The design of CMOS image sensors is going through an accelerated phase of development to serve a variety of applications.
Around 540 million years ago, a rapid evolution of living things, known as the Cambrian explosion, led to diversification into various species. One of the reasons for this diversification was the development of various sensory organs, and the creation of the eye was the most important event in this process. A similar phenomenon appeared with the electronic devices we use. As digitalization continues, cameras play the role of eyes in mobile devices and CMOS image sensors (CIS) capture images like retinas.
Through CIS technology, we could easily process, reproduce, and save huge amounts of image information. As a result, mobile devices had to process an abundant amount of data, which again drove an explosive increase in the capacity and performance of application processors (APs) or memories that play the role of the brain. In addition, the camera gained more importance from the perspective of users, which led to a diversification of mobile devices.
The changes that occurred during the Cambrian period have been mirrored in our everyday life through electronic devices. And the recent COVID-19 pandemic, which opened the ‘contact-free’ era, has accelerated diversification and provided a burst of growth in electronic devices. The pandemic will end soon, but the trend will continue.
Like the eye
The biggest role of CIS is to accurately reproduce the world as we see it through our eyes. We want it to have a level of resolution similar to the human eye, and it has to see well in dark and bright environments, while also recognizing moving objects at high-speed.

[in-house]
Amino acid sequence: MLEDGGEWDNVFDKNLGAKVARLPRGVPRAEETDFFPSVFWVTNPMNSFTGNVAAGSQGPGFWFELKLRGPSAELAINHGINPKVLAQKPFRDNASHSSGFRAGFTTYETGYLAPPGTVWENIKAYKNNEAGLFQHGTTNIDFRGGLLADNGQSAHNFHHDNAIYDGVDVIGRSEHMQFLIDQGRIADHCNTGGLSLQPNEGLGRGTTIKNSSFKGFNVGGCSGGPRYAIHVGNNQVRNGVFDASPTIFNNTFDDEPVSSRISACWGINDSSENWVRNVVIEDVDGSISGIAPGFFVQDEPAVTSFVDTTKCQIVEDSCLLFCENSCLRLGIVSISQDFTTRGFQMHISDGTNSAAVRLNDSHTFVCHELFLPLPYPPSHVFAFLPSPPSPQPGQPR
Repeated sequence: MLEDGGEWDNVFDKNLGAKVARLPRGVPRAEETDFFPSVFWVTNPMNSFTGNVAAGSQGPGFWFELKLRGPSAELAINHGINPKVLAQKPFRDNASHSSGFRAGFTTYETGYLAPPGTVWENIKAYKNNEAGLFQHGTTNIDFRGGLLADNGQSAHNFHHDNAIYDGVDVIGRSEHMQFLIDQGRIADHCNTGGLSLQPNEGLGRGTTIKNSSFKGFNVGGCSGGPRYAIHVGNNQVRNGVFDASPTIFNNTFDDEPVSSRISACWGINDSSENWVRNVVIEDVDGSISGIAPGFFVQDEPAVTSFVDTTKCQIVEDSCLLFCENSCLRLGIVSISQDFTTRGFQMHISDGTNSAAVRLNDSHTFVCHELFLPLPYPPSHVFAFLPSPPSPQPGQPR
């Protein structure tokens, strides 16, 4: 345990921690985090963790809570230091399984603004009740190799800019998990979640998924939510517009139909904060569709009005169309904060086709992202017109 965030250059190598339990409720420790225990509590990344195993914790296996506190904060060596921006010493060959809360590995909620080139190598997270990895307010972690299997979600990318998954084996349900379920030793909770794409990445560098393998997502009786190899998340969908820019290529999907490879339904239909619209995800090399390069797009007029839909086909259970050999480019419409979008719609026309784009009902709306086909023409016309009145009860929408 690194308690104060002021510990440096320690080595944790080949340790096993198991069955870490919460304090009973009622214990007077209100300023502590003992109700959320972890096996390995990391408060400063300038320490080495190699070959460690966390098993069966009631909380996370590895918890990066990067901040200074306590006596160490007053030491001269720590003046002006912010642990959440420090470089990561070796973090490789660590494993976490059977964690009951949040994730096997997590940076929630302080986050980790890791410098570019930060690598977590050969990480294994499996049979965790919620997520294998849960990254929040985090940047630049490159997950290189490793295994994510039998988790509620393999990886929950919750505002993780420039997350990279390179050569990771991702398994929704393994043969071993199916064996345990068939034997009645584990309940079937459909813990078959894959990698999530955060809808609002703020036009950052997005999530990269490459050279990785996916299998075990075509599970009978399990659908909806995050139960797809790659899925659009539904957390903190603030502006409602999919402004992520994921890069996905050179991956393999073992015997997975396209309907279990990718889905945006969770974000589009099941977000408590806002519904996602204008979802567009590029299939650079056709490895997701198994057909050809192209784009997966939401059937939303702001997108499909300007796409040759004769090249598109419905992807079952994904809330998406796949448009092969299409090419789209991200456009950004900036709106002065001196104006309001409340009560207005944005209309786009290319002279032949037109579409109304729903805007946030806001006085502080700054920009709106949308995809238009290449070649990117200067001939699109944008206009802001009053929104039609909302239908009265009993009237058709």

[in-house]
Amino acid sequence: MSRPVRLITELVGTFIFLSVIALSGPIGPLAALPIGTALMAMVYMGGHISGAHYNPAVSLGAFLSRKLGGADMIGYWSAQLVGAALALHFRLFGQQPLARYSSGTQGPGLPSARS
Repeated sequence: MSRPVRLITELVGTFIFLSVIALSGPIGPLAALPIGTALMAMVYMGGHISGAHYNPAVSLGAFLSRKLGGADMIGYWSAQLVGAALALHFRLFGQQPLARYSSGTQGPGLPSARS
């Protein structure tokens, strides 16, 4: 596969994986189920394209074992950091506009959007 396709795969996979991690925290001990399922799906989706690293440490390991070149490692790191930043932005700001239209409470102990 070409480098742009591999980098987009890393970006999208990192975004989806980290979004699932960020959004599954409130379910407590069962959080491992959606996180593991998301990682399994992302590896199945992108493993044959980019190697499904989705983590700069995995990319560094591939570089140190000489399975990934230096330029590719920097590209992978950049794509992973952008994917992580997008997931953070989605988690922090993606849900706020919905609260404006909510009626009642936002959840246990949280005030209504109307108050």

Figure 1 demonstrates the basic pixel (PX) structure and operation characteristics of CIS. Light reflected off of an object passes through the optical system and into the photodiode, and when the photon energy of light exceeds the semiconductor’s bandgap energy, it creates an e-/h+ pair. Accumulating and reading this signal enables the formation of a 2D image depending on the intensity of the light. The bandgap energy of silicon is 1.1 eV and this energy can cover the entire visible spectrum of the human eye.
Figure 1 This diagram highlights basic pixel structure and operational characteristics of CIS. Source: SK hynix
Seeing well in dark conditions requires amplifying signals from a small amount of light, while suppressing non-light signals (noise) as much as possible. In addition, seeing in bright conditions requires receiving a large amount of light and distinguishing it well. These characteristics are quantified by indicators such as signal-to-noise ratio (SNR) and dynamic range (DR).
In the aspect of low-light SNR, there has been a lot of effort to amplify signals and reduce unwanted noise. Today, we are continuously improving these characteristics to the level of 5 lux, which is quite a dark environment. In terms of DR, while the intra-scene and inter-scene DR of the human eye is typically 120 dB and 180 dB, respectively, the intra-scene and inter-scene DR of the current smartphone is 70 dB and 120 dB, respectively, and constant improvement is being made.